• 10 Sure Signs A Movie Character Is Doomed & Other Surprising Movie Lists by Richard Roeper
  • Art History’s History by Vernon Hyde Minor
  • Notting Hill Screenplay by Richard Curtis
  • The Sense and Sensibility Screenplay & Diaries by Emma Thompson


  • Pride And Prejudice And Zombies by Jane Austen and Seth Grahame-Smith
  • Slumdog Millionaire by Vikas Swarup  — Book into film

Guilty pleasure?  Compulsive hoarding?  Not really.  First off, I’m supporting a well-meaning charity, Servants Anonymous.  Secondly, I’m doing something that’s uber important in this digitally-driven society.  I’m contributing to the preservation of the art of the printed book.  And who knows, someday, these copies might well become valuable antique items when the e-industry totally takes over.

A look at their covers would make you long to touch them, real paper, book art and design, authentic hard copies of the printed word.  A future rarity, and I’m sure, collector’s items.

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If she’s not birding by the Pond, Arti’s likely watching a movie, reading, or writing a review. Creator of Ripple Effects, bylines in Asian American Press, Vague Visages, Curator Magazine.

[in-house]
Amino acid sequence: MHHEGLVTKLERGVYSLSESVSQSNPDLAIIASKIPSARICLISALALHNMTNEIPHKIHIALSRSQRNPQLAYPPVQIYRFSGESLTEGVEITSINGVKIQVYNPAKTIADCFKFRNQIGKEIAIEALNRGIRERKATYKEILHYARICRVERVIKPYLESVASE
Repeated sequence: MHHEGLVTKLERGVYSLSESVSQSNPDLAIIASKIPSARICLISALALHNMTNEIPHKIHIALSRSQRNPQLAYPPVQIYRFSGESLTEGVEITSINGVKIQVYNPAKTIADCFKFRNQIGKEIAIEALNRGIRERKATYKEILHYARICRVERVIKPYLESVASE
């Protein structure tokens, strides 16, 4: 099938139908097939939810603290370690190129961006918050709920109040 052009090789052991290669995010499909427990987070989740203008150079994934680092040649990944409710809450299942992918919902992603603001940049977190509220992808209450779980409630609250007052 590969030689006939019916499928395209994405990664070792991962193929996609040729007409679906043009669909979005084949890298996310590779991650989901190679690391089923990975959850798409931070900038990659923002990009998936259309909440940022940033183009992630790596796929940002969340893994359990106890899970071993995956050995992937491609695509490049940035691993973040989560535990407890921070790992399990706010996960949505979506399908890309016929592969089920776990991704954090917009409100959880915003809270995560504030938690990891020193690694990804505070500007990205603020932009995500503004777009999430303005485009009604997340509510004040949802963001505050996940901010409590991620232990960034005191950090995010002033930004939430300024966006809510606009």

10 thoughts on “Book Sale 2010”

  1. So many books and such great bargins!!
    Just by looking at the titles, I sure love to read ‘Amsterdam’, ‘Capote’ (I’ve seen the movie), ‘Goldengrove’, ‘The Housekeeper & The Professor’….
    Can’t wait to read your book reports.

    Enjoy your reading this summer, tell us more Arti.
    Molly Mavis,

    Yes, those are probably my first choices from this pile. I’m happy that I could get a copy of them because I was thinking of reading them before.



  2. Wonderful loot, Arti!! I’ve read a number of those and loved all of them.. except maybe Divisadero. Love Ondaatje but that one confused me, maybe it needs a reread(?).

    Loved The Island of the Day Before, The White Tiger, and The Inheritance of Loss most especially. Amsterdam was also good. A Complicated Kindness and The Housekeeper and the Professor very nice. Never Let Me Go I didn’t particularly love at first but it grew on me. (Maybe it was because I couldn’t not love Ishiguro.) Simple Recipes I also loved, very quiet kind of book but also profound. Q&A (Slumdog Millionaire) was very funny. So very unlike the film. I enjoyed it a lot.